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Kensho Stats

Here's what could keep the Dow below 20,000 through the end of the year

Crafworkers with loopes compare blown-up sections of counterfeit hundred-dollar bills with a sample legitimate bill expanded 400 times larger than the real size
Kazuhiro Nogi | AFP | Getty Images

Over the long term, a strong dollar is not bad for the stock market. In fact, studies show it's generally a positive trend over many years. But in the short term, moves higher in the greenback can be jarring as traders focus on the immediate impact to multinationals' exports and other negative effects.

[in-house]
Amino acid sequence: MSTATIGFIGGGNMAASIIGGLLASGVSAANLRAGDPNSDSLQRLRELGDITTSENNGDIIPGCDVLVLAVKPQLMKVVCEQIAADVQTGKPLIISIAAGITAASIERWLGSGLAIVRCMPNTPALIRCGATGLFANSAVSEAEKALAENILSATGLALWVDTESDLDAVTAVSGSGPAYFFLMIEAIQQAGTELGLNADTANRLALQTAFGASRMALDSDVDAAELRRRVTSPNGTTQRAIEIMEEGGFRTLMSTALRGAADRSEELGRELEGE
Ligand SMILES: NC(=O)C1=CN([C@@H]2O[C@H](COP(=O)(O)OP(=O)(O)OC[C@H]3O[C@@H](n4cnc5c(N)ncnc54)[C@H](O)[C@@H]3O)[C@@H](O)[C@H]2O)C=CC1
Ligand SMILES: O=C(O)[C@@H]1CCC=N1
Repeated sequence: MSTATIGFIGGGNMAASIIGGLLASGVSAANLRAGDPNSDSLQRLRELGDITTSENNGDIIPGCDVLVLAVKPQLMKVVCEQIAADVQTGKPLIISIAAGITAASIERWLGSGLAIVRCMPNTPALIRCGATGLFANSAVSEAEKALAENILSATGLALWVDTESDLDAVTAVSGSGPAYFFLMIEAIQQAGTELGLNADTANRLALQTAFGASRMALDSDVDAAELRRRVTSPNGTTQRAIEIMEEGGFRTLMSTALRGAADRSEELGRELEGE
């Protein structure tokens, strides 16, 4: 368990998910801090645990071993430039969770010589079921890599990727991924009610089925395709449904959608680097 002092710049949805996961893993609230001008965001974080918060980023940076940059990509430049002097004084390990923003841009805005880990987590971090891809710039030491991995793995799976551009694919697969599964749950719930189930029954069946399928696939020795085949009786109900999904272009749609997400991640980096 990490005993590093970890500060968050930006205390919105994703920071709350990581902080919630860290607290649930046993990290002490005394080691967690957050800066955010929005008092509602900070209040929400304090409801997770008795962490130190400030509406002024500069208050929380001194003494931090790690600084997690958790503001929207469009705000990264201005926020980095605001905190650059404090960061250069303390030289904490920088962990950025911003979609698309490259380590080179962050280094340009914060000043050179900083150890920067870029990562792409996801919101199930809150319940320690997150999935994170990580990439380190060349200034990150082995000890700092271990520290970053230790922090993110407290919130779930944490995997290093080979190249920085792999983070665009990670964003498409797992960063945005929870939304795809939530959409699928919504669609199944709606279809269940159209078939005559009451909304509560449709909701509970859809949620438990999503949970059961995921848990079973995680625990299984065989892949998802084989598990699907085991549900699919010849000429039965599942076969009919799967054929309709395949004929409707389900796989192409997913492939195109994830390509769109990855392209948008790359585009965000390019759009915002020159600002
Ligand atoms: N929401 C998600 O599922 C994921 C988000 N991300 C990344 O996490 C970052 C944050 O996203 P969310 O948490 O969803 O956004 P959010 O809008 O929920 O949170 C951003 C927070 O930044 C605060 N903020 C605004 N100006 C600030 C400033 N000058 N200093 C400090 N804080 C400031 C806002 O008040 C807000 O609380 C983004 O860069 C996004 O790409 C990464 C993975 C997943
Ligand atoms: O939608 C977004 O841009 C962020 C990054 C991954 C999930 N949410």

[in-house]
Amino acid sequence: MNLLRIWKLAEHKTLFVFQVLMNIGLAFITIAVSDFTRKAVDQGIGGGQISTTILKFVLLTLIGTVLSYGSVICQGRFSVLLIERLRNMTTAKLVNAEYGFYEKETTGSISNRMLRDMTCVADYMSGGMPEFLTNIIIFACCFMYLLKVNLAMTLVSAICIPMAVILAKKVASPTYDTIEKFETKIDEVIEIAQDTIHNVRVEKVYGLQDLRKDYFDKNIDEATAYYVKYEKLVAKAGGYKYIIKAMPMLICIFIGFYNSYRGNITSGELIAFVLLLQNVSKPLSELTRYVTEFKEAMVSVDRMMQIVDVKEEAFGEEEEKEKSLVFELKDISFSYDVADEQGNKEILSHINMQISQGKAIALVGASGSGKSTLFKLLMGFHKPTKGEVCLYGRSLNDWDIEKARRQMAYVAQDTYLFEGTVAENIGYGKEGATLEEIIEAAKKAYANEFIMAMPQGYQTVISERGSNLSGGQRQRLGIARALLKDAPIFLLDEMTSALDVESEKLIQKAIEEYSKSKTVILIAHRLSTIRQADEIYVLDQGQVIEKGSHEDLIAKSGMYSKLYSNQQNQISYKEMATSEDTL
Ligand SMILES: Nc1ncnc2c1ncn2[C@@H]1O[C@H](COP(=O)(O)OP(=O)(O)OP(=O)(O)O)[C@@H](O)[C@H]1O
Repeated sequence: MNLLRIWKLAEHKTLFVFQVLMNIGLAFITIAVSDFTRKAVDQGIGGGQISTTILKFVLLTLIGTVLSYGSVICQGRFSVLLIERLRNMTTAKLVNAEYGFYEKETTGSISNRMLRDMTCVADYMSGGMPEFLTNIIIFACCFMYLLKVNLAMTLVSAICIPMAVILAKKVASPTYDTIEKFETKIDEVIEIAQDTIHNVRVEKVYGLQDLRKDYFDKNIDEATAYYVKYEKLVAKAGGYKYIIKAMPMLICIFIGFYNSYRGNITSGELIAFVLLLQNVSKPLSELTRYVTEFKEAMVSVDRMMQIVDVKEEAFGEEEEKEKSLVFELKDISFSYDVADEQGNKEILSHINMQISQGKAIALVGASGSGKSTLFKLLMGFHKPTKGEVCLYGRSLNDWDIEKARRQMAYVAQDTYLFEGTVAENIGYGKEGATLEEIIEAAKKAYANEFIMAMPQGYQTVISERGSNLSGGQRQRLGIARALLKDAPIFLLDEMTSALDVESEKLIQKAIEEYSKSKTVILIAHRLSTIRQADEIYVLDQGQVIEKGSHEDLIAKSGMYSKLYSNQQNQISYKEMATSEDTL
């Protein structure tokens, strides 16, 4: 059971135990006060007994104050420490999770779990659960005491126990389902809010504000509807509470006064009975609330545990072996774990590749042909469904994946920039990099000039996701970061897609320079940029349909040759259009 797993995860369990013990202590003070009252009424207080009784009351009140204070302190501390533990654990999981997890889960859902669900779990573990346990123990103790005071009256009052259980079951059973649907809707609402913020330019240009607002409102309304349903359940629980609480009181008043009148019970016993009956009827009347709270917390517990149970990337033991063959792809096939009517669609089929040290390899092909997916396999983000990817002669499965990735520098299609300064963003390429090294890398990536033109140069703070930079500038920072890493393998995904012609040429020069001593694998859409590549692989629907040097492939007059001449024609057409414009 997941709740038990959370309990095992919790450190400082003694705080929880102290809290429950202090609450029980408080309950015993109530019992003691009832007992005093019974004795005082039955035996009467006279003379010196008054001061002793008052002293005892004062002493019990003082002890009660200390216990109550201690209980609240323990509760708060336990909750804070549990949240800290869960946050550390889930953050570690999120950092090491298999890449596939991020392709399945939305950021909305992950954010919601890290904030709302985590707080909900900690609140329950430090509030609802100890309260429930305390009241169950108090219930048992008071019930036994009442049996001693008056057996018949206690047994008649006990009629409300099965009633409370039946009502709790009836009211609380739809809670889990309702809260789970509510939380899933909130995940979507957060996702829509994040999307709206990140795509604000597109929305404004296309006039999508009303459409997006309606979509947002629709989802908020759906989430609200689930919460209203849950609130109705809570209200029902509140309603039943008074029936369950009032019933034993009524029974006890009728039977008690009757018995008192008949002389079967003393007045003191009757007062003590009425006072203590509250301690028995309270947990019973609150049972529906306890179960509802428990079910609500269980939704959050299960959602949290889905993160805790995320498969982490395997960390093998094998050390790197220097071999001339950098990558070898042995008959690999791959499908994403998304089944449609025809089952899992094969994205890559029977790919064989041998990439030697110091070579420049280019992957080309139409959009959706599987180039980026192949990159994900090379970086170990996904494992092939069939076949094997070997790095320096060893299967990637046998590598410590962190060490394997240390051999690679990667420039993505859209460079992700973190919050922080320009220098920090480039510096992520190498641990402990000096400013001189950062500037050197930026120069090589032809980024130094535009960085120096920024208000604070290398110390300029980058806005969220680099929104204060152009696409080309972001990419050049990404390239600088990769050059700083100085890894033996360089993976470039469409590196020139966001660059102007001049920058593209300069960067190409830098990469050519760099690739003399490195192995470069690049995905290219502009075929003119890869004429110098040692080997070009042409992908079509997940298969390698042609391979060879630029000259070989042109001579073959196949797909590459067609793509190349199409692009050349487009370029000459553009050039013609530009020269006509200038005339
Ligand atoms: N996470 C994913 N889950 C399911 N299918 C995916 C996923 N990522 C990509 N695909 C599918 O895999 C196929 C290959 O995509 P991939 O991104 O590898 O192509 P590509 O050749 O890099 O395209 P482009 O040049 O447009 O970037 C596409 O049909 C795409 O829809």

The euro-USD fell to $1.04 on Thursday, 4 cents shy of parity. If it falls to parity before the end of 2016, it could spell trouble for investors hoping for a Santa Claus rally that takes the Dow Jones industrial average above 20,000, history shows.

Using Kensho, we looked at what happened to the Dow whenever the euro fell 4 cents in two weeks vs. the U.S. dollar. This occurred 42 times in the last decade:


The Dow posts an average decline of 1.6 percent and was only positive during 40 percent of those two-week periods. The big global exporters lead the drop.

Disclosure: NBCUniversal, parent of CNBC, is a minority investor in Kensho.